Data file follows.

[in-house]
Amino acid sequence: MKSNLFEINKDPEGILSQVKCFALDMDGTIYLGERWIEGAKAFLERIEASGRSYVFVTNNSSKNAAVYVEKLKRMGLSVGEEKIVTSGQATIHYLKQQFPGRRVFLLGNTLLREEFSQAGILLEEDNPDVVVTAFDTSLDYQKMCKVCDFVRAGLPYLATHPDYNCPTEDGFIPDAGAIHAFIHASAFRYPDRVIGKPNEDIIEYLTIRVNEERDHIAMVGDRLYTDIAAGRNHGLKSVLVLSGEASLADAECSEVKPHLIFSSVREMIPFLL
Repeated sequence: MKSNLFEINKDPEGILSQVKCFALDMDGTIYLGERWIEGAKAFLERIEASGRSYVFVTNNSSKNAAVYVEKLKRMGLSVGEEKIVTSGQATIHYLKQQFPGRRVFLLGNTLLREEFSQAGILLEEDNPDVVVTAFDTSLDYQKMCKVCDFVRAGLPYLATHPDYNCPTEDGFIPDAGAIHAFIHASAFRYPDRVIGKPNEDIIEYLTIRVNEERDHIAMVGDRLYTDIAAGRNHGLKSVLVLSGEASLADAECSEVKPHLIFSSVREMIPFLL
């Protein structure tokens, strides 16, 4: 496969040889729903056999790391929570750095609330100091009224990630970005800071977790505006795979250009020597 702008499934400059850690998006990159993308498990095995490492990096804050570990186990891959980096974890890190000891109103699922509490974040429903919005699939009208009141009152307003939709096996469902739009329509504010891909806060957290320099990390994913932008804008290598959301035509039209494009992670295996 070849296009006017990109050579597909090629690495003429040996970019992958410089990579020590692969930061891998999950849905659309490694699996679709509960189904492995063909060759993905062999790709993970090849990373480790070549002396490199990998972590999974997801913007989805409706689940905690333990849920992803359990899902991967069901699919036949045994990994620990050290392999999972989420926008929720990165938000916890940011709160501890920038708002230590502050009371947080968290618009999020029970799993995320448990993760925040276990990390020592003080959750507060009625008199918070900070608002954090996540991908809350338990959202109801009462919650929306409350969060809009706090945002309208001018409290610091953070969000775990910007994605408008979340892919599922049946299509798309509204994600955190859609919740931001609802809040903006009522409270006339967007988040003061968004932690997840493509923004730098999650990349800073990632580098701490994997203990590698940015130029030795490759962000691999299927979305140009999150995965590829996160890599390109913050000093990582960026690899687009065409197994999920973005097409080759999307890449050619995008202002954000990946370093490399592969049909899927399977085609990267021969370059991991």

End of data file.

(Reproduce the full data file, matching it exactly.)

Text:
[in-house]
Amino acid sequence: MKSNLFEINKDPEGILSQVKCFALDMDGTIYLGERWIEGAKAFLERIEASGRSYVFVTNNSSKNAAVYVEKLKRMGLSVGEEKIVTSGQATIHYLKQQFPGRRVFLLGNTLLREEFSQAGILLEEDNPDVVVTAFDTSLDYQKMCKVCDFVRAGLPYLATHPDYNCPTEDGFIPDAGAIHAFIHASAFRYPDRVIGKPNEDIIEYLTIRVNEERDHIAMVGDRLYTDIAAGRNHGLKSVLVLSGEASLADAECSEVKPHLIFSSVREMIPFLL
Repeated sequence: MKSNLFEINKDPEGILSQVKCFALDMDGTIYLGERWIEGAKAFLERIEASGRSYVFVTNNSSKNAAVYVEKLKRMGLSVGEEKIVTSGQATIHYLKQQFPGRRVFLLGNTLLREEFSQAGILLEEDNPDVVVTAFDTSLDYQKMCKVCDFVRAGLPYLATHPDYNCPTEDGFIPDAGAIHAFIHASAFRYPDRVIGKPNEDIIEYLTIRVNEERDHIAMVGDRLYTDIAAGRNHGLKSVLVLSGEASLADAECSEVKPHLIFSSVREMIPFLL
């Protein structure tokens, strides 16, 4: 496969040889729903056999790391929570750095609330100091009224990630970005800071977790505006795979250009020597 702008499934400059850690998006990159993308498990095995490492990096804050570990186990891959980096974890890190000891109103699922509490974040429903919005699939009208009141009152307003939709096996469902739009329509504010891909806060957290320099990390994913932008804008290598959301035509039209494009992670295996 070849296009006017990109050579597909090629690495003429040996970019992958410089990579020590692969930061891998999950849905659309490694699996679709509960189904492995063909060759993905062999790709993970090849990373480790070549002396490199990998972590999974997801913007989805409706689940905690333990849920992803359990899902991967069901699919036949045994990994620990050290392999999972989420926008929720990165938000916890940011709160501890920038708002230590502050009371947080968290618009999020029970799993995320448990993760925040276990990390020592003080959750507060009625008199918070900070608002954090996540991908809350338990959202109801009462919650929306409350969060809009706090945002309208001018409290610091953070969000775990910007994605408008979340892919599922049946299509798309509204994600955190859609919740931001609802809040903006009522409270006339967007988040003061968004932690997840493509923004730098999650990349800073990632580098701490994997203990590698940015130029030795490759962000691999299927979305140009999150995965590829996160890599390109913050000093990582960026690899687009065409197994999920973005097409080759999307890449050619995008202002954000990946370093490399592969049909899927399977085609990267021969370059991991």